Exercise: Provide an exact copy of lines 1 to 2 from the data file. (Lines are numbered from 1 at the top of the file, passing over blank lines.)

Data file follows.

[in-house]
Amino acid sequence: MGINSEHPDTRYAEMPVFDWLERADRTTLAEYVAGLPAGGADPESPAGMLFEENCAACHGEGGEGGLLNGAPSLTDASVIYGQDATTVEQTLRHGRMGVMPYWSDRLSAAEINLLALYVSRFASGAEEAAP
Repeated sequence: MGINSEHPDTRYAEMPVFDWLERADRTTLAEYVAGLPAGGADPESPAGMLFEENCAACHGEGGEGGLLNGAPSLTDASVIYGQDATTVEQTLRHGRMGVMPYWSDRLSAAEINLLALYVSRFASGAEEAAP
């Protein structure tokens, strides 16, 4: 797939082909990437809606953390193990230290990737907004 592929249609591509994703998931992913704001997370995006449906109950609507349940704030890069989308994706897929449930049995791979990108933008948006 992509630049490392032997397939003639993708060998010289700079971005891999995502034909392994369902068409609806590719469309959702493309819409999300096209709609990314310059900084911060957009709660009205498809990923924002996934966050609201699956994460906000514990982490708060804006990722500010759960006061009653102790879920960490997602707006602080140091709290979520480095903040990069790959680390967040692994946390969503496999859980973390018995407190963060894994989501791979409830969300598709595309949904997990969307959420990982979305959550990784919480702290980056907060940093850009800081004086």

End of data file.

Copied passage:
[in-house]
Amino acid sequence: MGINSEHPDTRYAEMPVFDWLERADRTTLAEYVAGLPAGGADPESPAGMLFEENCAACHGEGGEGGLLNGAPSLTDASVIYGQDATTVEQTLRHGRMGVMPYWSDRLSAAEINLLALYVSRFASGAEEAAP